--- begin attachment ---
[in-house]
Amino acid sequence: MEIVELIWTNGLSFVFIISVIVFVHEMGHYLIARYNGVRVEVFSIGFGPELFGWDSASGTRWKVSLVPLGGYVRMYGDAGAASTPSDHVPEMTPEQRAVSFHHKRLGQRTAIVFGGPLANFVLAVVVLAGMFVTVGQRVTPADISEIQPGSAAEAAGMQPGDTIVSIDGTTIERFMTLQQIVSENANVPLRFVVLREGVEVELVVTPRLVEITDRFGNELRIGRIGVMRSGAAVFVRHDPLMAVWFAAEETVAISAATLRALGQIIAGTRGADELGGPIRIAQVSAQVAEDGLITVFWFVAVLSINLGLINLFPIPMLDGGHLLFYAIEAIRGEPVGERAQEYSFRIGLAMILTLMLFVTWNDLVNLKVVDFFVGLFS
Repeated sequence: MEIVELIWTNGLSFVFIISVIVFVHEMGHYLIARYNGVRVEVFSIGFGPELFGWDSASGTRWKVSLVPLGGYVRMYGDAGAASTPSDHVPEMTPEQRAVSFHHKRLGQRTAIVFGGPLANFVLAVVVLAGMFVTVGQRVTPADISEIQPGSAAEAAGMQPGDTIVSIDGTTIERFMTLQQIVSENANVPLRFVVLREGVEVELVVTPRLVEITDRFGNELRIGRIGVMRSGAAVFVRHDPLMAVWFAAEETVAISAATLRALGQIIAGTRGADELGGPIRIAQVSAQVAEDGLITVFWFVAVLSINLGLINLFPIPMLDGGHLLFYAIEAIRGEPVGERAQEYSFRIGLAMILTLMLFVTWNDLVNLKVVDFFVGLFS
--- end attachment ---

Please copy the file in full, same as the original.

[in-house]
Amino acid sequence: MEIVELIWTNGLSFVFIISVIVFVHEMGHYLIARYNGVRVEVFSIGFGPELFGWDSASGTRWKVSLVPLGGYVRMYGDAGAASTPSDHVPEMTPEQRAVSFHHKRLGQRTAIVFGGPLANFVLAVVVLAGMFVTVGQRVTPADISEIQPGSAAEAAGMQPGDTIVSIDGTTIERFMTLQQIVSENANVPLRFVVLREGVEVELVVTPRLVEITDRFGNELRIGRIGVMRSGAAVFVRHDPLMAVWFAAEETVAISAATLRALGQIIAGTRGADELGGPIRIAQVSAQVAEDGLITVFWFVAVLSINLGLINLFPIPMLDGGHLLFYAIEAIRGEPVGERAQEYSFRIGLAMILTLMLFVTWNDLVNLKVVDFFVGLFS
Repeated sequence: MEIVELIWTNGLSFVFIISVIVFVHEMGHYLIARYNGVRVEVFSIGFGPELFGWDSASGTRWKVSLVPLGGYVRMYGDAGAASTPSDHVPEMTPEQRAVSFHHKRLGQRTAIVFGGPLANFVLAVVVLAGMFVTVGQRVTPADISEIQPGSAAEAAGMQPGDTIVSIDGTTIERFMTLQQIVSENANVPLRFVVLREGVEVELVVTPRLVEITDRFGNELRIGRIGVMRSGAAVFVRHDPLMAVWFAAEETVAISAATLRALGQIIAGTRGADELGGPIRIAQVSAQVAEDGLITVFWFVAVLSINLGLINLFPIPMLDGGHLLFYAIEAIRGEPVGERAQEYSFRIGLAMILTLMLFVTWNDLVNLKVVDFFVGLFS